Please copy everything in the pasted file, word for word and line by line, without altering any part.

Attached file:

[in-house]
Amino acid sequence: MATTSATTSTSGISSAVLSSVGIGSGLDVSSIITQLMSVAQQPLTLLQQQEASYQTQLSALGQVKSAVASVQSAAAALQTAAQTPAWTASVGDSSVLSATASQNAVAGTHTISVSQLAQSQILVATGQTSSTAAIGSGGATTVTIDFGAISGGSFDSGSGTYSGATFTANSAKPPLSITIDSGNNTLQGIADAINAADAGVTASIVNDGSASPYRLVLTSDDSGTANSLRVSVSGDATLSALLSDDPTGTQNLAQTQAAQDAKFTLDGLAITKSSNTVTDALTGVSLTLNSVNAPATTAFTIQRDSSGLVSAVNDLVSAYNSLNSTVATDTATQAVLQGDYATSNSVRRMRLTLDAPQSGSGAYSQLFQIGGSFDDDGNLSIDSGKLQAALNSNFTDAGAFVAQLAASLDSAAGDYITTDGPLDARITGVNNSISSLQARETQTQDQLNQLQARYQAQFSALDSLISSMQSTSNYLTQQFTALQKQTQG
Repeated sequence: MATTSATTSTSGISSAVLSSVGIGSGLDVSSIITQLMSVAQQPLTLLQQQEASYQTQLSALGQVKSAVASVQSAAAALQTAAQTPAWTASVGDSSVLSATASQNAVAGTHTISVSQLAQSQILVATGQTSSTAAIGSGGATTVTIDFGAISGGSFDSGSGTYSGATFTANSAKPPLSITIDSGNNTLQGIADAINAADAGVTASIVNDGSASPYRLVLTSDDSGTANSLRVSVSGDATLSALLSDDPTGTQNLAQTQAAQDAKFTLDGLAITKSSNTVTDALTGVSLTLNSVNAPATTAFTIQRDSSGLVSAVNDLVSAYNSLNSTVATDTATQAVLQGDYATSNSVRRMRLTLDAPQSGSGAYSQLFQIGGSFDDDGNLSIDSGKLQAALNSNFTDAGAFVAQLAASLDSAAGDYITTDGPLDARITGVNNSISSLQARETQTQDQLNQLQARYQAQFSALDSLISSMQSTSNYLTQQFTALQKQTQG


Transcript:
[in-house]
Amino acid sequence: MATTSATTSTSGISSAVLSSVGIGSGLDVSSIITQLMSVAQQPLTLLQQQEASYQTQLSALGQVKSAVASVQSAAAALQTAAQTPAWTASVGDSSVLSATASQNAVAGTHTISVSQLAQSQILVATGQTSSTAAIGSGGATTVTIDFGAISGGSFDSGSGTYSGATFTANSAKPPLSITIDSGNNTLQGIADAINAADAGVTASIVNDGSASPYRLVLTSDDSGTANSLRVSVSGDATLSALLSDDPTGTQNLAQTQAAQDAKFTLDGLAITKSSNTVTDALTGVSLTLNSVNAPATTAFTIQRDSSGLVSAVNDLVSAYNSLNSTVATDTATQAVLQGDYATSNSVRRMRLTLDAPQSGSGAYSQLFQIGGSFDDDGNLSIDSGKLQAALNSNFTDAGAFVAQLAASLDSAAGDYITTDGPLDARITGVNNSISSLQARETQTQDQLNQLQARYQAQFSALDSLISSMQSTSNYLTQQFTALQKQTQG
Repeated sequence: MATTSATTSTSGISSAVLSSVGIGSGLDVSSIITQLMSVAQQPLTLLQQQEASYQTQLSALGQVKSAVASVQSAAAALQTAAQTPAWTASVGDSSVLSATASQNAVAGTHTISVSQLAQSQILVATGQTSSTAAIGSGGATTVTIDFGAISGGSFDSGSGTYSGATFTANSAKPPLSITIDSGNNTLQGIADAINAADAGVTASIVNDGSASPYRLVLTSDDSGTANSLRVSVSGDATLSALLSDDPTGTQNLAQTQAAQDAKFTLDGLAITKSSNTVTDALTGVSLTLNSVNAPATTAFTIQRDSSGLVSAVNDLVSAYNSLNSTVATDTATQAVLQGDYATSNSVRRMRLTLDAPQSGSGAYSQLFQIGGSFDDDGNLSIDSGKLQAALNSNFTDAGAFVAQLAASLDSAAGDYITTDGPLDARITGVNNSISSLQARETQTQDQLNQLQARYQAQFSALDSLISSMQSTSNYLTQQFTALQKQTQG